Japanese people love bicycles. They're cheaper than a car, take up less storage space than a car, are more maneuverable through traffic than a car--and these are all major concerns in this country. A collapsable bicycle is a great way to fill in the details at the beginning and end of a journey otherwise undertaken by public transport. Even a regular bicycle makes the morning commute easier.

Hokkaido is not an exception, but the folks here are restricted by simple nature; Hokkaido sidewalks spend about five months out of the year covered in a three-inch, marble-hard layer of snow and ice. It just isn't worth the time and effort it would take to keep them clear, so pedestrians watch their feet and pack their shopping bags carefully to withstand any sudden flings into the nearest snowbank, should the foot-watching fail...and bicycles go into hibernation.

When the bicycles come out of hibernation, it's instantly obvious. Suddenly the sidewalks outside train stations, supermarkets, and entertainment centers--which have been as bare, all winter, as the cherry branches overhead--are crowded with wheels and steel in a rainbow of metallic colors. Whatever snow is left on the sidewalks will soon be pulverized under the hardy tires of Hokkaido's cyclist fleet.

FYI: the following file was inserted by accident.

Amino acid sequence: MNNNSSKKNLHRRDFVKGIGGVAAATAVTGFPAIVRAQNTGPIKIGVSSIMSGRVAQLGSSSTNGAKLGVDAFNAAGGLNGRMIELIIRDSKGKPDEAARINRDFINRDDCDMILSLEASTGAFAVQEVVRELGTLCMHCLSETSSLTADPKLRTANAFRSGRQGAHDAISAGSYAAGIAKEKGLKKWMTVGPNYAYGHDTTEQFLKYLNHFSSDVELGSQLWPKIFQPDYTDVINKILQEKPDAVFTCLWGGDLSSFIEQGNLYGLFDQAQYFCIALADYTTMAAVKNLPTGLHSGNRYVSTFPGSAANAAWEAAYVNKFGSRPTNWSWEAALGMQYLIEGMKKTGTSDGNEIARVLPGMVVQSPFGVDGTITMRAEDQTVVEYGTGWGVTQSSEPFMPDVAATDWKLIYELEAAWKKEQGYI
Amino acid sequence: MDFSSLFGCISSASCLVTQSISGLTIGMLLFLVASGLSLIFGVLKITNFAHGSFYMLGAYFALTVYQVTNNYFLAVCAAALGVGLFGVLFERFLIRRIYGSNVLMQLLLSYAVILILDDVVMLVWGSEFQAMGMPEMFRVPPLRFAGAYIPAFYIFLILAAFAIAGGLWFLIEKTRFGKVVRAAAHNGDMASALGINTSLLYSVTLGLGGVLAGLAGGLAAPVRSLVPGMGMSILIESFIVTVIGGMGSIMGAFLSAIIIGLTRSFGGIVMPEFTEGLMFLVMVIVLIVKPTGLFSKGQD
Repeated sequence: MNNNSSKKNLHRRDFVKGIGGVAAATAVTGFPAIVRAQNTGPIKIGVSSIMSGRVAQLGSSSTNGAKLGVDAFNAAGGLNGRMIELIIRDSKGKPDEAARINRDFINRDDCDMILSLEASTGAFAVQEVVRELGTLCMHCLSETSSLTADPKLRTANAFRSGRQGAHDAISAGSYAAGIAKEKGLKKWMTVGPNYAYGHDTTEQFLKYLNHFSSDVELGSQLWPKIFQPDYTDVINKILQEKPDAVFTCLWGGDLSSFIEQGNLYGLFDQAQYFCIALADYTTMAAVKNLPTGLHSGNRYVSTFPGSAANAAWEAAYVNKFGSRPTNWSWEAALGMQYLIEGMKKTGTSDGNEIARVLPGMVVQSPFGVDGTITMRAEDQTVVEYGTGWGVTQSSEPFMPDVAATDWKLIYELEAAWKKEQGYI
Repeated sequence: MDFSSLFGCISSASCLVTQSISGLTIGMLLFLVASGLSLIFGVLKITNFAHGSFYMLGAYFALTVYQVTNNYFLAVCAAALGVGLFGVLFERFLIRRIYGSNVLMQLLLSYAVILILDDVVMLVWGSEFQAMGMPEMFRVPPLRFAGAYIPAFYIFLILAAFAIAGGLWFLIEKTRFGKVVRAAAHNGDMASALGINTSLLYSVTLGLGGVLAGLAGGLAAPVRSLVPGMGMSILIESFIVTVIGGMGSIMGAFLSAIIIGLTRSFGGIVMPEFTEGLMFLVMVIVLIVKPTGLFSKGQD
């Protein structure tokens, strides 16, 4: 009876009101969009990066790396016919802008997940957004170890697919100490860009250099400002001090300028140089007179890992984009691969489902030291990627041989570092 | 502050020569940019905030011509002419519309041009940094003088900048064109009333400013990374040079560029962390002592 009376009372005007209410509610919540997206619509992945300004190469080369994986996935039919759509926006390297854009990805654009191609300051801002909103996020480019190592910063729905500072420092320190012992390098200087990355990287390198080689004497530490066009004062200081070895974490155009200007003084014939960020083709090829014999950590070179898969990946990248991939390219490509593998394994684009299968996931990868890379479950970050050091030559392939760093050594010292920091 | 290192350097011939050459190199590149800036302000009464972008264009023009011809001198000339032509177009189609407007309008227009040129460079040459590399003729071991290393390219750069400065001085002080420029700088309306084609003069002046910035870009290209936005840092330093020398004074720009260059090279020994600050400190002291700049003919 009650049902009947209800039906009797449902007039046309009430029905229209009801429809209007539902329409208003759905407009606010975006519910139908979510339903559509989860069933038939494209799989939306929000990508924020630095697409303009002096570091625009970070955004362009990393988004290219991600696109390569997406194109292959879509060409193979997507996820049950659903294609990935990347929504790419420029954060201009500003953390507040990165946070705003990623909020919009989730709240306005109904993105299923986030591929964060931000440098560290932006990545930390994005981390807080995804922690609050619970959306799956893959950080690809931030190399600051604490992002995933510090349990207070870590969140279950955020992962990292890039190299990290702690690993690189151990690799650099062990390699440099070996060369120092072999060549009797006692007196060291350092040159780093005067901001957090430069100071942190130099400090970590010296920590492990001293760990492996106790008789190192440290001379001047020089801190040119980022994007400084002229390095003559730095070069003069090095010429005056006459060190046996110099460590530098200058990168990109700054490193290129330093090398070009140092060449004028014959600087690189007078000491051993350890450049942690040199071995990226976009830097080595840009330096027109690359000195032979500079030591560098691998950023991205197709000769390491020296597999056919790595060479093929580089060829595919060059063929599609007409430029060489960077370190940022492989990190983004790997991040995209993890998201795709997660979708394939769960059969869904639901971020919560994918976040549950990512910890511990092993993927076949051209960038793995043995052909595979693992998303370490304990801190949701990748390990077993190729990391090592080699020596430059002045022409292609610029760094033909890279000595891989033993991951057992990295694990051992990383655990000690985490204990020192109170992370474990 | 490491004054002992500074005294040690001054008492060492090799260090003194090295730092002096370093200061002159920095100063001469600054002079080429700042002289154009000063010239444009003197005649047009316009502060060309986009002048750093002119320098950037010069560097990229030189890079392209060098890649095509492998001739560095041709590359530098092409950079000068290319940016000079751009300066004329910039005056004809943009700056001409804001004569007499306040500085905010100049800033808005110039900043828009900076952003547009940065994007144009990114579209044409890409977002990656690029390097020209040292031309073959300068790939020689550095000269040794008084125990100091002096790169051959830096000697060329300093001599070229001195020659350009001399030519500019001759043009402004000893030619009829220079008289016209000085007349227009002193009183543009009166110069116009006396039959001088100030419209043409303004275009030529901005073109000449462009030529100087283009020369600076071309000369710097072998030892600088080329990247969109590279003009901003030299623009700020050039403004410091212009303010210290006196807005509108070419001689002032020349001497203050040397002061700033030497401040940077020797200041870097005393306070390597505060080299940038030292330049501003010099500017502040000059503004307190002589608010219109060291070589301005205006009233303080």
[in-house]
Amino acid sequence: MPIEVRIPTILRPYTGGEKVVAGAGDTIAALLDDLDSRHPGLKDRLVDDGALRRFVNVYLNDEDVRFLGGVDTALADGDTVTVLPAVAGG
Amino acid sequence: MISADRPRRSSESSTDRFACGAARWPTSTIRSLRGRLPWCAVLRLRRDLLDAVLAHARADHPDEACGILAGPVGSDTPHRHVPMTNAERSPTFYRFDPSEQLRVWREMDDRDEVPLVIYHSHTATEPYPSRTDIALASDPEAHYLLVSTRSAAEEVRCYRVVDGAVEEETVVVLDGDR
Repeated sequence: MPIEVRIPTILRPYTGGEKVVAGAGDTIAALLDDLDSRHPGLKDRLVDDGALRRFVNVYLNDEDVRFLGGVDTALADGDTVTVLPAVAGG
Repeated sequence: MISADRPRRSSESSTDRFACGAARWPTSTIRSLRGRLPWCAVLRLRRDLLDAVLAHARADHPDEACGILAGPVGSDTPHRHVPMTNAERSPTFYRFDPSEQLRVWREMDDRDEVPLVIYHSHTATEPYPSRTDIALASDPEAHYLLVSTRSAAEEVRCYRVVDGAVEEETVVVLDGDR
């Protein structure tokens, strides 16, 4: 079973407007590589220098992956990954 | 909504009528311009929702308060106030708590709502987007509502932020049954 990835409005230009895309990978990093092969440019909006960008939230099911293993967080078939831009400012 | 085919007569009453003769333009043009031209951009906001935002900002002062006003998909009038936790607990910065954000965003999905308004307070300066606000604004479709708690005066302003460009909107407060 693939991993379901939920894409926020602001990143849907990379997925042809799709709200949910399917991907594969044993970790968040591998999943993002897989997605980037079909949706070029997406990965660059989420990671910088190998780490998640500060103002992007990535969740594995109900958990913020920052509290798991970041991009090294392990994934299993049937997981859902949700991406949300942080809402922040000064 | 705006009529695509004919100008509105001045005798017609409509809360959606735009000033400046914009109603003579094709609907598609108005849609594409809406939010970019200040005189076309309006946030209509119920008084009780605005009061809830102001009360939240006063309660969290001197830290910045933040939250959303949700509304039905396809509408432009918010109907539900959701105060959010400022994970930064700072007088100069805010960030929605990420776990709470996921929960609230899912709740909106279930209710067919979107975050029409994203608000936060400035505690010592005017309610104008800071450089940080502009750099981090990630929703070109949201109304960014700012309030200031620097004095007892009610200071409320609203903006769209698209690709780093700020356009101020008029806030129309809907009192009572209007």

It's a sight to warm the cockles of your heart.

3) The teepees vanish.

I'm not sure how else to describe these things. I mentioned them in a previous post. Basically, the people of Hokkaido are very protective of their decorative flora. They endeavor to keep winter from flattening it by strapping everything from groundcover bushes to fifteen-foot pine trees into a crash harness of wooden poles and rope, weeks before the first snowfall. With most of the larger plants, this ends up looking like the unfortunate tree or shrub has been trapped inside an Indian teepee out of an old Roy Rogers film, and somebody forgot to put the buffalo skins on.

These contraptions stay on for months, and their owners leave a careful margin for error; it wouldn't do to take off the teepee poles just in time for a parting-shot April blizzard to flatten all your lovingly tended bonsai. So when the teepees come off, you know it's spring.

After all these months of clutter--everybody's yard clogged with heaps of snow and looking like a giant second-grader dropped her game of Pick Up Stix into the garden--the resulting openness is startling to the eye. The snowbanks have realized their shogun's been outmaneuvered and are slithering back into the shady areas under house eaves and in alleys, for a futile attempt to sit out the siege. The empty space they leave behind seems almost voidlike. Plants stand alone in the open air, looking naked, isolated, and shy, like foreigners making their first tentative trip to the bathhouse.

It's a time of year that makes you realize why cherry blossoms are so welcome in the spring. The world is still raw and muddy, as bare as a preteen chin; the landscape really needs a little brightening, something to spruce it up and catch the eye...

Thank goodness for the bicycles.